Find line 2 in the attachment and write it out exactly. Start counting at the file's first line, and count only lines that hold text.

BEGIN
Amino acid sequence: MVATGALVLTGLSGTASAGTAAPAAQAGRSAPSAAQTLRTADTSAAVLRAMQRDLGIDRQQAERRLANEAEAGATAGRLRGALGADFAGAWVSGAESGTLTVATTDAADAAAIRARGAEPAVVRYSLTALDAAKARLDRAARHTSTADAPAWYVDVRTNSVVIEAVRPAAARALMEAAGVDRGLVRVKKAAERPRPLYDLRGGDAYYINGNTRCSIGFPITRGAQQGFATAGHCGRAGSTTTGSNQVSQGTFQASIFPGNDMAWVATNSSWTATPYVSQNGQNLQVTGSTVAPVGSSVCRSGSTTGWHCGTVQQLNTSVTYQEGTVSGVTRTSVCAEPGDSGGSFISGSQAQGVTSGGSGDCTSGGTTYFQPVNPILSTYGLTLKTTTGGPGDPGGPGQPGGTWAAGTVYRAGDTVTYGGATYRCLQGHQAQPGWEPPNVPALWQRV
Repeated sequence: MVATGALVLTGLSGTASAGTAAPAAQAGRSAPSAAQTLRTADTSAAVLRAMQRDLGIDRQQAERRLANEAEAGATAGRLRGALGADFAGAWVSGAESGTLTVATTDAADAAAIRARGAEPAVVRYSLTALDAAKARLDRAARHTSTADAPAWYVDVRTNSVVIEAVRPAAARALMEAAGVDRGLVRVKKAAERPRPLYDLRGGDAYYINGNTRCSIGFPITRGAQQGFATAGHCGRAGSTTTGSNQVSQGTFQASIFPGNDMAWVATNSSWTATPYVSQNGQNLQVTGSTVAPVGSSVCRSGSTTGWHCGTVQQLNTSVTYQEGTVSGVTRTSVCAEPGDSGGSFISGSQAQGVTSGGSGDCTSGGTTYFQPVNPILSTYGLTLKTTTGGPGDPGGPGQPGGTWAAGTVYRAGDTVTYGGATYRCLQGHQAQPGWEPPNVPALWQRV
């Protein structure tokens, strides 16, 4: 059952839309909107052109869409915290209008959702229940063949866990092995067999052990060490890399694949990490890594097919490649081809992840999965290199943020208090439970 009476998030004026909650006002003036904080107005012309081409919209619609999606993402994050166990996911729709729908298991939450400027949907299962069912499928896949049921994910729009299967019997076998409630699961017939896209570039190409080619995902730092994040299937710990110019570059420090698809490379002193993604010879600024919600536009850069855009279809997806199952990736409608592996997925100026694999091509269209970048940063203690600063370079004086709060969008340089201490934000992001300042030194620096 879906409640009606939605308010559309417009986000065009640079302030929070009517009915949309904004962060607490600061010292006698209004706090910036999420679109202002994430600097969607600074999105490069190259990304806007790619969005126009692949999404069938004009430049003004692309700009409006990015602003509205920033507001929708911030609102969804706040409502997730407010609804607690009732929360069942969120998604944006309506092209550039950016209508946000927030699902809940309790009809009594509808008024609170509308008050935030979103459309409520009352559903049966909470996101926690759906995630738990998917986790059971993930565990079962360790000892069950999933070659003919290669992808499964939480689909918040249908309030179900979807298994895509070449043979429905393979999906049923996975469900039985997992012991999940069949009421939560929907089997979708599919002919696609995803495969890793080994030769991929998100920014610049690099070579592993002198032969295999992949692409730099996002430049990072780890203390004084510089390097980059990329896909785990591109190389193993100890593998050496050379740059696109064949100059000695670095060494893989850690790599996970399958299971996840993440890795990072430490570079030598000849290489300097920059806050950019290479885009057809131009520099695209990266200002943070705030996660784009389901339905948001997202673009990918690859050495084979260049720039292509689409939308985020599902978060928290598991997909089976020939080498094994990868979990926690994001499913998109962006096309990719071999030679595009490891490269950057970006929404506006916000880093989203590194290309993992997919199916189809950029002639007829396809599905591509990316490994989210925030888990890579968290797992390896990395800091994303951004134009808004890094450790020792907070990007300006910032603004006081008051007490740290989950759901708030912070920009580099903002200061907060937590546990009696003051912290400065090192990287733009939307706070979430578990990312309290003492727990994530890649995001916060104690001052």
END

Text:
Repeated sequence: MVATGALVLTGLSGTASAGTAAPAAQAGRSAPSAAQTLRTADTSAAVLRAMQRDLGIDRQQAERRLANEAEAGATAGRLRGALGADFAGAWVSGAESGTLTVATTDAADAAAIRARGAEPAVVRYSLTALDAAKARLDRAARHTSTADAPAWYVDVRTNSVVIEAVRPAAARALMEAAGVDRGLVRVKKAAERPRPLYDLRGGDAYYINGNTRCSIGFPITRGAQQGFATAGHCGRAGSTTTGSNQVSQGTFQASIFPGNDMAWVATNSSWTATPYVSQNGQNLQVTGSTVAPVGSSVCRSGSTTGWHCGTVQQLNTSVTYQEGTVSGVTRTSVCAEPGDSGGSFISGSQAQGVTSGGSGDCTSGGTTYFQPVNPILSTYGLTLKTTTGGPGDPGGPGQPGGTWAAGTVYRAGDTVTYGGATYRCLQGHQAQPGWEPPNVPALWQRV